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  5. Lane, L. C. , "Dr. Henry Gibbons. In Memoriam," Pacific Medical and Surgical Journal and Western Lancet 28, no. 2 (Feb 1885): 59.Lane Library catalog record

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  6. Rixford, E. , "Early medical schools on the Pacific Coast," Pacific Medical Journal 56, no. 3 (Mar 1913): 158.Lane Library catalog record

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  7. Correspondence, n.d. - Box 1, Folder 5, Elias Samuel Cooper Papers - MS 458, California Historical Society, North Baker Research Library.

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  8. The quotation from Emerson (1803-1882) is from "Essays: First Series. History" , [1841] The Essays of Ralph Waldo Emerson, Illustrated Modern Library (USA: Random House, Inc, 1944), p. 7. Thomas Carlyle (1795-1881), a contemporary and friend of Emerson, had originally expressed a similar view of biography in 1830: "History is the essence of innumerable Biographies." ( "Essay on History," in Critical and Miscellaneous Essays in Five Volumes, vol. 2 (New York: Charles Scribner's Sons, 1899), p. 86.) Carlyle repeated the same theme in 1840: "The History of the world is but the Biography of great men." ( "Lecture on The Hero as Divinity," in Heroes, Hero-Worship and the Heroic in History (New York: The Macmillan Company, 1897), p. 39.)

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  9. Hunt, R. D. , History of the College of the Pacific, 1851-1951 (Stockton, California: Published by The College of the Pacific, 1951), pp. 1-15.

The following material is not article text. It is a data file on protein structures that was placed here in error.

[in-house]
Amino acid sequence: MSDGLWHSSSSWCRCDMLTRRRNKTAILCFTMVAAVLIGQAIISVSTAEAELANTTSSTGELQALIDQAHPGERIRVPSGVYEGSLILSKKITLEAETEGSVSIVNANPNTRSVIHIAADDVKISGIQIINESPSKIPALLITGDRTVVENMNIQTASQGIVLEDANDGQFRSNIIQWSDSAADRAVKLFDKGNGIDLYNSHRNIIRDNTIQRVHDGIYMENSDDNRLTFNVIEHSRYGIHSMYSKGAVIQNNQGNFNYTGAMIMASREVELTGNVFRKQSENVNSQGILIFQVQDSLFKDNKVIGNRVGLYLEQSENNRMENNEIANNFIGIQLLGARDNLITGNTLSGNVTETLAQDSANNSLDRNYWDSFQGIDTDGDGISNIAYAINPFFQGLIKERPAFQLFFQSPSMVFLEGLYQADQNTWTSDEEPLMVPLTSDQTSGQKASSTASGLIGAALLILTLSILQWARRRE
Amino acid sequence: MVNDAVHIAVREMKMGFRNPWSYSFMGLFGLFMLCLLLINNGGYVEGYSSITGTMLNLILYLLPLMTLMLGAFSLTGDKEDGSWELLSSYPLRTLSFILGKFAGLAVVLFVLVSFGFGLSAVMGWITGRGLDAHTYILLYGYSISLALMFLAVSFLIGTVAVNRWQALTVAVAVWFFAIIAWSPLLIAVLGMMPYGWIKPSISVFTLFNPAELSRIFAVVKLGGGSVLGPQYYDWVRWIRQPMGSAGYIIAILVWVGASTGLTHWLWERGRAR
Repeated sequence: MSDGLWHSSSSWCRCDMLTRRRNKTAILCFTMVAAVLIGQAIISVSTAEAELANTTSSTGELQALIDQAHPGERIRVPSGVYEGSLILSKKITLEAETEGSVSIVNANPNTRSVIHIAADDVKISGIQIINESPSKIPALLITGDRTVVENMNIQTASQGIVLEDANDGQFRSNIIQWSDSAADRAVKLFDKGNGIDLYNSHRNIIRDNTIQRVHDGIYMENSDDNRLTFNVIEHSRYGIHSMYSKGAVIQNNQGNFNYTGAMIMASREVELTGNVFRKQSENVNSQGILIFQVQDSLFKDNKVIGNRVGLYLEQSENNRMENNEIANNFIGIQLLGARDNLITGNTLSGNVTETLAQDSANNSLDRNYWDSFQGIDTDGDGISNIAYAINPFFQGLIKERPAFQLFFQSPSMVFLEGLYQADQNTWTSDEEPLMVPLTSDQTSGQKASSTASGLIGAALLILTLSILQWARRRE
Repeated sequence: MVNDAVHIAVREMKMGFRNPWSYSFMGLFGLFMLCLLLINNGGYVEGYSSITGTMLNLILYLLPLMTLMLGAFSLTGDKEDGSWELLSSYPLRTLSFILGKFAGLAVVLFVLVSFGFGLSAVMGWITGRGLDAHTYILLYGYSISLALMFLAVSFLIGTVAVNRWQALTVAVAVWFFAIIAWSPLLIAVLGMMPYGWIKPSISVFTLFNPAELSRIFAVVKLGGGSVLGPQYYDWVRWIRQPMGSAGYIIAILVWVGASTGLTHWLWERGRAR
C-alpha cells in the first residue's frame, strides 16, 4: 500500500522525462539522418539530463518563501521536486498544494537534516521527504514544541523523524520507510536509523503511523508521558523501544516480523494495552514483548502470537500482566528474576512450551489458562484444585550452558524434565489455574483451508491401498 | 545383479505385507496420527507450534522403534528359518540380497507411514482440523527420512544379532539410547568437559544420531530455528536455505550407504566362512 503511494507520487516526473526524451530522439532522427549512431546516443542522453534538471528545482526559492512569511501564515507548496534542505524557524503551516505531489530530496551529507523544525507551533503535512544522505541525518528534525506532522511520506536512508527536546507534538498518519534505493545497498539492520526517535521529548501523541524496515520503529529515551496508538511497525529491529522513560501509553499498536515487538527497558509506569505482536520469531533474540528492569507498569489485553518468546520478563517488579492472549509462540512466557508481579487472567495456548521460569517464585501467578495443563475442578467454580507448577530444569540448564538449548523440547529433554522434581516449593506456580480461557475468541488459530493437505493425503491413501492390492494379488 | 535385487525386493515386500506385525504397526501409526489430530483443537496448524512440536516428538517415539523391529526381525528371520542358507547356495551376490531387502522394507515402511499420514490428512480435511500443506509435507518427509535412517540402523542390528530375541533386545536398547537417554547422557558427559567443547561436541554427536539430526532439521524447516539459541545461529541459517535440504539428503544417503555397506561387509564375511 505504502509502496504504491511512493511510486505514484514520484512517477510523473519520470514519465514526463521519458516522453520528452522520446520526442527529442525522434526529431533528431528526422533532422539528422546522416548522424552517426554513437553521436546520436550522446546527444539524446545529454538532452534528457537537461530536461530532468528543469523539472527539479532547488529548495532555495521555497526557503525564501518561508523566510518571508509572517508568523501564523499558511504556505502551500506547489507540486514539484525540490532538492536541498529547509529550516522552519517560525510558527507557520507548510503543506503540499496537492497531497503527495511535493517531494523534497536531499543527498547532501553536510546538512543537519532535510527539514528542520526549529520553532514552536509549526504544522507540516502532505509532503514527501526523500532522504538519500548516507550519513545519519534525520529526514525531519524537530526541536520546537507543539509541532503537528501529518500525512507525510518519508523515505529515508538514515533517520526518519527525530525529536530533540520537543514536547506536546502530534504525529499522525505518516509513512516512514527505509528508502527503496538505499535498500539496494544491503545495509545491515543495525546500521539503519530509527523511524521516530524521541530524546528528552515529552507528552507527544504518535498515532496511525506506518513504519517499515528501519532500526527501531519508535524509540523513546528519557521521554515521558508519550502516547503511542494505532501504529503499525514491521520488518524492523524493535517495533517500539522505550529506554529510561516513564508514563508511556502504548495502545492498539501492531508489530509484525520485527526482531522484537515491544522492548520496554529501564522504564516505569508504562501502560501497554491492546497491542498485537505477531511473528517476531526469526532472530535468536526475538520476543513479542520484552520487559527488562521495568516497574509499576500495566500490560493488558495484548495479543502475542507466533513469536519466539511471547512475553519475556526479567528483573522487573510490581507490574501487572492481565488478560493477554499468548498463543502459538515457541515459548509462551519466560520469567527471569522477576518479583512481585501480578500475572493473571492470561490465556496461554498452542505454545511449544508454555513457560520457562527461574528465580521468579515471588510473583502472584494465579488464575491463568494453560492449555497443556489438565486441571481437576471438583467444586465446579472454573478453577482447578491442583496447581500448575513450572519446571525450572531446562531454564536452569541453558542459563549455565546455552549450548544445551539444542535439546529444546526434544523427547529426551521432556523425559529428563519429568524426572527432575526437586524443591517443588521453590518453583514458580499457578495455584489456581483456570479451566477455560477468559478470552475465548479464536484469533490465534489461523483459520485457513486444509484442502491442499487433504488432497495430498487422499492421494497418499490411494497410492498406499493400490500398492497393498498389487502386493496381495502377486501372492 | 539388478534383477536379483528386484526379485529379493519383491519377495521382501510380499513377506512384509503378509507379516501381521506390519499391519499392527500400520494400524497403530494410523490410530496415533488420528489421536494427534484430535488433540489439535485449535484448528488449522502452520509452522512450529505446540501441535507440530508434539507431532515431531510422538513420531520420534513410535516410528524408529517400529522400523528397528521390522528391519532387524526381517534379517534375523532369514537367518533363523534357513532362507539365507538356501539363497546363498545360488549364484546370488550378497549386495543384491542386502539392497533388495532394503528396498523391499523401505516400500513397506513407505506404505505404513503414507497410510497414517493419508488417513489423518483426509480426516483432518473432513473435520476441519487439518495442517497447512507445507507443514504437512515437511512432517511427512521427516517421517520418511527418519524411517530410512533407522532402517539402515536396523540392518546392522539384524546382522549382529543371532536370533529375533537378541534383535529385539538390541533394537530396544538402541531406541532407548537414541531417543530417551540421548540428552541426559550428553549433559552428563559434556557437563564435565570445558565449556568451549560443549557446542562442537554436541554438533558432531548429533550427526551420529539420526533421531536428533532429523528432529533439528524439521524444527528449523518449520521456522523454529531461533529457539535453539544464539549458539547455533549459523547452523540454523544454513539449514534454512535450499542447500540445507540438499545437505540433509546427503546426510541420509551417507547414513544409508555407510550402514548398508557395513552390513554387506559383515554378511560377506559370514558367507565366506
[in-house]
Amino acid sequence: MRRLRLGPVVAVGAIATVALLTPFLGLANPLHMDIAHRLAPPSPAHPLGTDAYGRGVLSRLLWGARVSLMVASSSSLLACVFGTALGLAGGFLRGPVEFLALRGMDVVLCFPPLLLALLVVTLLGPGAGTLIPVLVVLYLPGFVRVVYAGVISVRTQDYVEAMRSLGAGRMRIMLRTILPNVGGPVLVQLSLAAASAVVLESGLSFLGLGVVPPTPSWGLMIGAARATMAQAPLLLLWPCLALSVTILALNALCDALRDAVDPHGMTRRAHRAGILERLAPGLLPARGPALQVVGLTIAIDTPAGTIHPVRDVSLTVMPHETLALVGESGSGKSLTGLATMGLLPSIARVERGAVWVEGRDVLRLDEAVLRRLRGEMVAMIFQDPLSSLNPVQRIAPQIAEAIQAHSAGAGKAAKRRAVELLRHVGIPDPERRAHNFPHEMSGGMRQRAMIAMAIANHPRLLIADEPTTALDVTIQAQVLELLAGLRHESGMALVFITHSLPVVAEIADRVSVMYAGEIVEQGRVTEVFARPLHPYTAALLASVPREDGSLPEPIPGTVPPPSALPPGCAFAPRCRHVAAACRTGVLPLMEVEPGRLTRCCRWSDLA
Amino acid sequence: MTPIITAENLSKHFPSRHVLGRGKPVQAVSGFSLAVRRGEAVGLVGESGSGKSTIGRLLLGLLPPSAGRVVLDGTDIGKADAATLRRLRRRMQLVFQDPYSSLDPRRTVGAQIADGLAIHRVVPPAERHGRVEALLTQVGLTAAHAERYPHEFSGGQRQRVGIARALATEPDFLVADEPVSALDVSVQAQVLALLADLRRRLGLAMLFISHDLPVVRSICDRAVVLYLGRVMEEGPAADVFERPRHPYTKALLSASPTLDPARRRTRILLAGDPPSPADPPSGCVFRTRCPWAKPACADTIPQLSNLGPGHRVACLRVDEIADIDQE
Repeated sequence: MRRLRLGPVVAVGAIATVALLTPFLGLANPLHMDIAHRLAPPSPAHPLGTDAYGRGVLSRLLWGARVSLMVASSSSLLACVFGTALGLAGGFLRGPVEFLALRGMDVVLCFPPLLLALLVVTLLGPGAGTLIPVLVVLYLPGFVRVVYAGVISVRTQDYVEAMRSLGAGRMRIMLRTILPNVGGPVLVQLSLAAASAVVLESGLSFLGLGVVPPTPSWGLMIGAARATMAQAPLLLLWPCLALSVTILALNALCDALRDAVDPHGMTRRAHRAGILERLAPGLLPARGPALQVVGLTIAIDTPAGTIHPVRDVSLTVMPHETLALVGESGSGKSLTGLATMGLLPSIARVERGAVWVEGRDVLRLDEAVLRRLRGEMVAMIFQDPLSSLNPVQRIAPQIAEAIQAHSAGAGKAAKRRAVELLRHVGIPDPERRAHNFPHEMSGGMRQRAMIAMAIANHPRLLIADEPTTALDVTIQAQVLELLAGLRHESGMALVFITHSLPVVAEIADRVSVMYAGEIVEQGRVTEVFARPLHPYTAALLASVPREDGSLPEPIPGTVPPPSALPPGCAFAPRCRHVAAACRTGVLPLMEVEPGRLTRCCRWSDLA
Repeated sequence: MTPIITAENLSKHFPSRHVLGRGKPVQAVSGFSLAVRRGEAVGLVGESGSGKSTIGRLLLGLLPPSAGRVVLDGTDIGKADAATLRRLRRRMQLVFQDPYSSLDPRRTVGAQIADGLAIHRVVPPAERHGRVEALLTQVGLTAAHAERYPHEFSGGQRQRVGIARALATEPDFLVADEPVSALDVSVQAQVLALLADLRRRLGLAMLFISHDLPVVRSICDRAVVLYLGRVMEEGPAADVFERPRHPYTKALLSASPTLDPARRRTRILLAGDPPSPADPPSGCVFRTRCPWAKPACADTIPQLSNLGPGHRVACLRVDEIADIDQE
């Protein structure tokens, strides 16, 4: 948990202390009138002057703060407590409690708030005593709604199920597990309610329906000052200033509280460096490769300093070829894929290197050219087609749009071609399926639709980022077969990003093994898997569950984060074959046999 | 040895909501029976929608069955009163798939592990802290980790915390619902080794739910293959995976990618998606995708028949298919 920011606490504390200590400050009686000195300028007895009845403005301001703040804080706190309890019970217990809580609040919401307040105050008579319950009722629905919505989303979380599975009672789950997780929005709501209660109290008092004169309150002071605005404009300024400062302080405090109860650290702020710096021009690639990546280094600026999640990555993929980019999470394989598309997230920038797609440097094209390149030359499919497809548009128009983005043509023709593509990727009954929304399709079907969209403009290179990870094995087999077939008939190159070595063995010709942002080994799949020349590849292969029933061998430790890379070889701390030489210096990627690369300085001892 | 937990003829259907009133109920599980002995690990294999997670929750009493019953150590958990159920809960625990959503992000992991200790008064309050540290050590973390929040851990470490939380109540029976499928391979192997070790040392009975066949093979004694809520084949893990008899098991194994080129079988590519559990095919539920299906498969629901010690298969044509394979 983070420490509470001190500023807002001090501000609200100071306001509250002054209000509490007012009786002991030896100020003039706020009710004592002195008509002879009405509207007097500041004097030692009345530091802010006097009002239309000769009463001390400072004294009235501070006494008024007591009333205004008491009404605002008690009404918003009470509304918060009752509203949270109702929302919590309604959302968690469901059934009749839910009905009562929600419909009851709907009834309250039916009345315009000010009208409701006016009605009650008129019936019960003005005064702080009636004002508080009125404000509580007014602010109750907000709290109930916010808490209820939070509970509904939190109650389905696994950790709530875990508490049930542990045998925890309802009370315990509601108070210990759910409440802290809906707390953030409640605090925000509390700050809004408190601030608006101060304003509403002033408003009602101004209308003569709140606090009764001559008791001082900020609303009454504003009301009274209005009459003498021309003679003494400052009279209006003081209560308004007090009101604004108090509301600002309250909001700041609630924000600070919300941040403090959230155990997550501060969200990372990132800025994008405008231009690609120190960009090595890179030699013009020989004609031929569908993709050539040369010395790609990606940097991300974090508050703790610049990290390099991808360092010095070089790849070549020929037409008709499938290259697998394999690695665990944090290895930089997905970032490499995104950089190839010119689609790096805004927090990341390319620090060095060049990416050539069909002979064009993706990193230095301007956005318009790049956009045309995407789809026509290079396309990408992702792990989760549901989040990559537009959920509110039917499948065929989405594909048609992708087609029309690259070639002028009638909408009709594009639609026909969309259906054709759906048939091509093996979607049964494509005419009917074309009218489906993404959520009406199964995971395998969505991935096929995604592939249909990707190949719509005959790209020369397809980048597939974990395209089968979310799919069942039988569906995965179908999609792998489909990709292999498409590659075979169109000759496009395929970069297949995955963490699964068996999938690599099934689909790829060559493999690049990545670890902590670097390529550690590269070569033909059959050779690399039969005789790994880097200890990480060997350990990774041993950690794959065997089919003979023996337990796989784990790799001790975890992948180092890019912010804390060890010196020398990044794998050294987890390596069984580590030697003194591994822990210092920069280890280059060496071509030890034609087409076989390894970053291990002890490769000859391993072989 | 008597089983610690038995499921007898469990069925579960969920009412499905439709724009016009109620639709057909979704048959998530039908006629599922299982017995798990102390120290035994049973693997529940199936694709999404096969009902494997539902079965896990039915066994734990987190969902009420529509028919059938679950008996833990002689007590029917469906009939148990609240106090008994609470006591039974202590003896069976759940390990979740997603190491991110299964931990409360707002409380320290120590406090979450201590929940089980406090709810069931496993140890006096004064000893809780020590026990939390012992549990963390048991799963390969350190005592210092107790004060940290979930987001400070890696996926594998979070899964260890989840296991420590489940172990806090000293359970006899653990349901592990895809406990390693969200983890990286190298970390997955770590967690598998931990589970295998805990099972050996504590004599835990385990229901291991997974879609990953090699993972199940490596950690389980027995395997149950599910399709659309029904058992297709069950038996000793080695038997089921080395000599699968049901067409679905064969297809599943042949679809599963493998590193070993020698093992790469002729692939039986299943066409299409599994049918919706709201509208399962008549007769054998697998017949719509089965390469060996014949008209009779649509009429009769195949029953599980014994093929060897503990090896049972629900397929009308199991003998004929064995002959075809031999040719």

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  10. University (City) College, a Presbyterian school, was founded in 1860 under the name of City College. The name was changed to University College in 1868, but was thereafter commonly referred to as University (City) College. It was located at Stockton and Geary Streets in San Francisco in 1872. Because of financial difficulty, the College sold its land at Stockton and Geary in 1875; purchased a frontage of 400 feet at 129 Haight Street; and moved some of its buildings to that location at considerable expense. College classes were essentially suspended after 1875. When fund-raising efforts proved unsuccessful, the College property was sold to a private party in 1879, but the new buyer was never able for financial reasons to open a school at the Haight Street site. For additional details see Clifford Drury , William Anderson Scott - A Biography (Glendale, CA: Arthur Clark, 1967); and Coote RB and Maaga M. , ""Why is San Francisco Theological Seminary in San Anselmo?"" Pacific Theological Review 21, no. 2 (Spring 1988):

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  11. Addresses by Timothy Hopkins, Emmet Rixford and David Starr Jordan, Dedication of the Lane Medical Library, Leland Stanford Jr. University, San Francisco, November 3, 1912, Leland Stanford Junior University Publications, Trustees Series No. 22 (Stanford University, California: Published by the University, 1912), pp. 8 and 20Lane Library catalog record; Christina Man-wei Li , "The History of the Lane Medical Library, 1912-1967," (A Thesis Presented to the Faculty of the Department of Librarianship, San Jose State College, in Partial Fulfillment of the Requirements for the Degree of Master of Arts, January 1968), 87 pp.Lane Library catalog record

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  12. Construction data obtained from "Physical Plant - A Report." Last Revised 25 September 1990. Prepared by Stanford Medical School Facilities Planning Office.